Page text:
Emma Clancy

As the October 24 hearing approaches for the Perth-Mandurah railway tunnel construction workers — who are being prosecuted by the Australian Building and Construction Commission (ABCC) for taking “unlawful” industrial action in February 2006 against the sacking of the health and safety union representative — new research has exposed “critically high” levels of injury in the construction industry.
Twenty-five years ago this September — after its 1982 invasion of Lebanon had achieved its military objectives by forcing an evacuation of the Palestine Liberation Organisation (PLO) to Tunisia — Israel unleashed the Lebanese Christian Phalangist militia on the defenceless civilians of Beirut refugee camps Sabra and Shatila. Under the Israeli occupation of West Beirut, the Phalangists, armed by and in liaison with the Israel Defense Forces (IDF), carried out a three-day spree of killing and rape, massacring an estimated 3000 Palestinian and Lebanese civilians.
Operation Banner, a 38-year British military operation in the north of Ireland, formally came to a close on July 31. The operation began in 1969, when British troops were deployed in the six counties that make up the sectarian state of Northern Ireland to support the Royal Ulster Constabulary (RUC), which was unable to maintain “public order” in the face of the explosion of the civil rights movement. The RUC had also been thoroughly discredited among the Catholic and nationalist communities for its role in facilitating sectarian pogroms against them.
The campaign to isolate Israel through boycott, divestment and sanctions (BDS) has taken meaningful steps forward in the past few months, with major trade unions in Britain, Ireland, South Africa and Canada declaring their support for an international boycott.
Four years after an inquiry established collusion between British intelligence, the Royal Ulster Constabulary and the loyalist paramilitary killers of leading Belfast civil rights lawyer Pat Finucane, the Northern Ireland Public Prosecution Service (PPS) ruled on June 25 that there was “insufficient evidence” to bring charges against any police officers or British military intelligence personnel.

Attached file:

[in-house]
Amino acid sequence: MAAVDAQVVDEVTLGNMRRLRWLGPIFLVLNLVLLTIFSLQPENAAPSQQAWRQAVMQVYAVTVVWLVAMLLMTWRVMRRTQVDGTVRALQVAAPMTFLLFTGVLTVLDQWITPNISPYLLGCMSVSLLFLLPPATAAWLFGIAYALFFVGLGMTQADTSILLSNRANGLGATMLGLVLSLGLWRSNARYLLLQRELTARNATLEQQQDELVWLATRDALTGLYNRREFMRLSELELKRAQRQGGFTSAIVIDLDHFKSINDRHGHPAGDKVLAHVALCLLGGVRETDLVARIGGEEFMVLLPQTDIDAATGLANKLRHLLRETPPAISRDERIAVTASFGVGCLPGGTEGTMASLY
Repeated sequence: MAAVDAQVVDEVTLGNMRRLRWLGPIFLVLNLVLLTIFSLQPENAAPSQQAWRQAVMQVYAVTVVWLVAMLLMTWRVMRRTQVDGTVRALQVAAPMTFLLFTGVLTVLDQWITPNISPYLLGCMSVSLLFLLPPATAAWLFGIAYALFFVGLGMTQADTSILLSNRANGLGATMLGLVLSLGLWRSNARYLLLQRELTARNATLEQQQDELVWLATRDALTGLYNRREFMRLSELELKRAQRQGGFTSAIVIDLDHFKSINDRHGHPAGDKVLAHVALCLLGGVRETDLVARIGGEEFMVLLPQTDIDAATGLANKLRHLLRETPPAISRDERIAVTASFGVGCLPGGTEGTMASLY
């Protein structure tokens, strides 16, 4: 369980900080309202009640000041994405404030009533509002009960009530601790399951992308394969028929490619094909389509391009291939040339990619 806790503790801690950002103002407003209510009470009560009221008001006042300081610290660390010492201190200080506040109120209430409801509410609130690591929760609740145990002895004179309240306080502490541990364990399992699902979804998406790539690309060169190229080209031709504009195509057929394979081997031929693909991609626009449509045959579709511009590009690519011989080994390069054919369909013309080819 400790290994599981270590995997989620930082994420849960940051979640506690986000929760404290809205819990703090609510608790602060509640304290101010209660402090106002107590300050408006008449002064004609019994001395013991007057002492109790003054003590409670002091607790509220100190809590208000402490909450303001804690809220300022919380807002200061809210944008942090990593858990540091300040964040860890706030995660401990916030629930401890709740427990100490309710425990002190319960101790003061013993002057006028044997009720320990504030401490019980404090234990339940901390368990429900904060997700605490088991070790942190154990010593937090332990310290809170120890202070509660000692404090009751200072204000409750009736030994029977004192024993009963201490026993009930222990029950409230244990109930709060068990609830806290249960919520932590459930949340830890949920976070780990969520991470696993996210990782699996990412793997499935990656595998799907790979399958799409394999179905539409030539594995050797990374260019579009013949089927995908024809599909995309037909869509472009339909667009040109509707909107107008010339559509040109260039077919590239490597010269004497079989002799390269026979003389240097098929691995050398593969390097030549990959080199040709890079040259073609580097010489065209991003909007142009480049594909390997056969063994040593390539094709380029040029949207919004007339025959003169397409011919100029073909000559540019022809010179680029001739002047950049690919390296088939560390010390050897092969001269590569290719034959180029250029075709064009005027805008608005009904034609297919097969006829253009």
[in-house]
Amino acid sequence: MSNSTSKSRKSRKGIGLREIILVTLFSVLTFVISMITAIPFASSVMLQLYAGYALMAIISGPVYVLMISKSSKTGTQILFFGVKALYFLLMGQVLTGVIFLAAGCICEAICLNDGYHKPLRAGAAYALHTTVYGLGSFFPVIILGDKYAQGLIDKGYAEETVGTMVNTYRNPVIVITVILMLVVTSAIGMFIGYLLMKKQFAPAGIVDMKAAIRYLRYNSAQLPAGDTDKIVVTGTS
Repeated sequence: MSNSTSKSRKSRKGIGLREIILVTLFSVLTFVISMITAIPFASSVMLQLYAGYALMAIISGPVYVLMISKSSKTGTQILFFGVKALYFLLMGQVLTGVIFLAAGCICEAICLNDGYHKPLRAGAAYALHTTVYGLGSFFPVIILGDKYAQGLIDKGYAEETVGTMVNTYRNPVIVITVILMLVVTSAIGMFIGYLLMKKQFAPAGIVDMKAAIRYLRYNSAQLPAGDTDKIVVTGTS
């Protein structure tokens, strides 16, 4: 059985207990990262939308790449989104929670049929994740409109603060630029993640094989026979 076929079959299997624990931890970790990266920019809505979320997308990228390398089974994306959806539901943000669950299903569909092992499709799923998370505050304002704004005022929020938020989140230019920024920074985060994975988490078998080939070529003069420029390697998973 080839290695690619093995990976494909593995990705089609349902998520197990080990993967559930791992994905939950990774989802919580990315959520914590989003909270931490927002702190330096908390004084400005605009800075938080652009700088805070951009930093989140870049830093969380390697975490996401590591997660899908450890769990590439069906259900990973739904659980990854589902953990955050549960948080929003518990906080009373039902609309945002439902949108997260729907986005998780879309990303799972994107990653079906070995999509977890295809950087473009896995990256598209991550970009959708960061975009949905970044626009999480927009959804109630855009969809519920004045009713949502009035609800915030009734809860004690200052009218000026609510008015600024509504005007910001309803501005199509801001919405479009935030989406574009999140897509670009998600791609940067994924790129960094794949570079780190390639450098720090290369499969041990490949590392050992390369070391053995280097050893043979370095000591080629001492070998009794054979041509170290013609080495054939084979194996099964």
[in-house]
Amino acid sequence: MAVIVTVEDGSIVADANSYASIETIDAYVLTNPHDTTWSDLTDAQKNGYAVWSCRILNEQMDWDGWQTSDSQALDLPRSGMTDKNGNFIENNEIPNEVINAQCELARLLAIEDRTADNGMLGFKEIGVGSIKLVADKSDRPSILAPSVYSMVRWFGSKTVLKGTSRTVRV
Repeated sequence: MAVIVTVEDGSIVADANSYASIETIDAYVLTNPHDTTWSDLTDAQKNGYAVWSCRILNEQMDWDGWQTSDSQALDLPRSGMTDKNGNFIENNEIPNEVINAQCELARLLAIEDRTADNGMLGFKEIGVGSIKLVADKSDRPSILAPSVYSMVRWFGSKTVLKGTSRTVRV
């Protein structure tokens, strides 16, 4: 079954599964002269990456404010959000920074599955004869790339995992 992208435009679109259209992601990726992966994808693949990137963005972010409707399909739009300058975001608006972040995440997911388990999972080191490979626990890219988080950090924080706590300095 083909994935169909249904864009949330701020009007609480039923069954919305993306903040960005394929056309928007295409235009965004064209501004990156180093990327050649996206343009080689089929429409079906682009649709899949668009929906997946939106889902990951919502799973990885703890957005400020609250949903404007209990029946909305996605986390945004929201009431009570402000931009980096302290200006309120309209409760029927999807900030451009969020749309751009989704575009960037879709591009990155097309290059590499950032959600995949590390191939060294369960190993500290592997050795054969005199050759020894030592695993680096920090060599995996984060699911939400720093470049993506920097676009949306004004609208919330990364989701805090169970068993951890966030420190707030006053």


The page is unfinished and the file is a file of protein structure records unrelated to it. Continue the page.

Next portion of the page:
In a June 19 joint press conference in Washington with Israeli Prime Minister Ehud Olmert, US President George Bush said: “It’s interesting that extremists attack democracies around the Middle East, whether it be the Iraq democracy, the Lebanese democracy, or a potential Palestinian democracy.” He was referring specifically to the popularly elected Hamas-led government of the Palestinian people taking action in Gaza to prevent a bloody coup by their defeated rivals, Fatah, which since the January 2006 elections has been armed, funded and trained by Israel and the US.
June 5 marks the 40th anniversary of the Six Day War, during which Israel attacked and defeated the armies of Egypt, Jordan and Syria, seizing the Sinai Peninsula and the Gaza Strip from Egypt, the Golan Heights from Syria, and the West Bank from Jordan.
The Fianna Fail party of current Taoiseach (prime minister) Bertie Ahern won a resounding victory in the May 24 elections with 41% of the vote. FF, which has held power for 10 years, fell five seats short of an outright majority. Ahern will likely form a centre-right coalition with the right-wing Progressive Democrats (PD) and independents, although there are also reports of contact with the Greens about forming a coalition. There is a June 14 deadline for the formation of the incoming government.
The arrest of two prominent Republican activists has strained the new power-sharing government in Stormont (the Northern Ireland Assembly), established between Sinn Fein and the Democratic Unionist Party of Ian Paisley in May. In January, as a step towards a coalition with the DUP, SF agreed to recognise the Police Service of Northern Ireland (PSNI); SF members took up positions on the Policing Board for the first time on May 31.
Organising is underway for demonstrations during the APEC summit, which PM John Howard is hosting in Sydney on September 8-9 and which US President George Bush and other “world leaders” will be attending. The Stop Bush collective is organising a convergence for September 8, aiming to draw people onto the streets to protest against the wars on Iraq and Afghanistan. The protest will also call for urgent action to stop environmental destruction and for the defence of workers’ rights.

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